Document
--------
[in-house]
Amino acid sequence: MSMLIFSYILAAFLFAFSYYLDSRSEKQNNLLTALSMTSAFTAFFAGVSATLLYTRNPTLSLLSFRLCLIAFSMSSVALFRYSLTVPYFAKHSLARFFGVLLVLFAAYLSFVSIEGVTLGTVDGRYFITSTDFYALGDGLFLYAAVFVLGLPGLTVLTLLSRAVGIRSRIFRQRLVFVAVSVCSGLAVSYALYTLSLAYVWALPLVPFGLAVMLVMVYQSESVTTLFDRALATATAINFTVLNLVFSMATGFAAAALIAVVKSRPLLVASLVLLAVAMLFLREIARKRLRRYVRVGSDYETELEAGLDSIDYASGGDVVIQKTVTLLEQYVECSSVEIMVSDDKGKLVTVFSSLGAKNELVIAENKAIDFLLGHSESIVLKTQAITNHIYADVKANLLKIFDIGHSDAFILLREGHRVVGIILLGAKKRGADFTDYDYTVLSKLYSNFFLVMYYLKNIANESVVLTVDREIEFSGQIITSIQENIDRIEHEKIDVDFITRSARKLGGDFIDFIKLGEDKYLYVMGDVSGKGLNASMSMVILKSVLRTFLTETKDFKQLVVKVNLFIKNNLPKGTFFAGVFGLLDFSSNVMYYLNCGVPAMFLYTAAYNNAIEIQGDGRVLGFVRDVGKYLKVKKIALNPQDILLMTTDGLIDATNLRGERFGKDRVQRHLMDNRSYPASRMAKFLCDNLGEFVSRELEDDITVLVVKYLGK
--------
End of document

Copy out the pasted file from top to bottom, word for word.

[in-house]
Amino acid sequence: MSMLIFSYILAAFLFAFSYYLDSRSEKQNNLLTALSMTSAFTAFFAGVSATLLYTRNPTLSLLSFRLCLIAFSMSSVALFRYSLTVPYFAKHSLARFFGVLLVLFAAYLSFVSIEGVTLGTVDGRYFITSTDFYALGDGLFLYAAVFVLGLPGLTVLTLLSRAVGIRSRIFRQRLVFVAVSVCSGLAVSYALYTLSLAYVWALPLVPFGLAVMLVMVYQSESVTTLFDRALATATAINFTVLNLVFSMATGFAAAALIAVVKSRPLLVASLVLLAVAMLFLREIARKRLRRYVRVGSDYETELEAGLDSIDYASGGDVVIQKTVTLLEQYVECSSVEIMVSDDKGKLVTVFSSLGAKNELVIAENKAIDFLLGHSESIVLKTQAITNHIYADVKANLLKIFDIGHSDAFILLREGHRVVGIILLGAKKRGADFTDYDYTVLSKLYSNFFLVMYYLKNIANESVVLTVDREIEFSGQIITSIQENIDRIEHEKIDVDFITRSARKLGGDFIDFIKLGEDKYLYVMGDVSGKGLNASMSMVILKSVLRTFLTETKDFKQLVVKVNLFIKNNLPKGTFFAGVFGLLDFSSNVMYYLNCGVPAMFLYTAAYNNAIEIQGDGRVLGFVRDVGKYLKVKKIALNPQDILLMTTDGLIDATNLRGERFGKDRVQRHLMDNRSYPASRMAKFLCDNLGEFVSRELEDDITVLVVKYLGK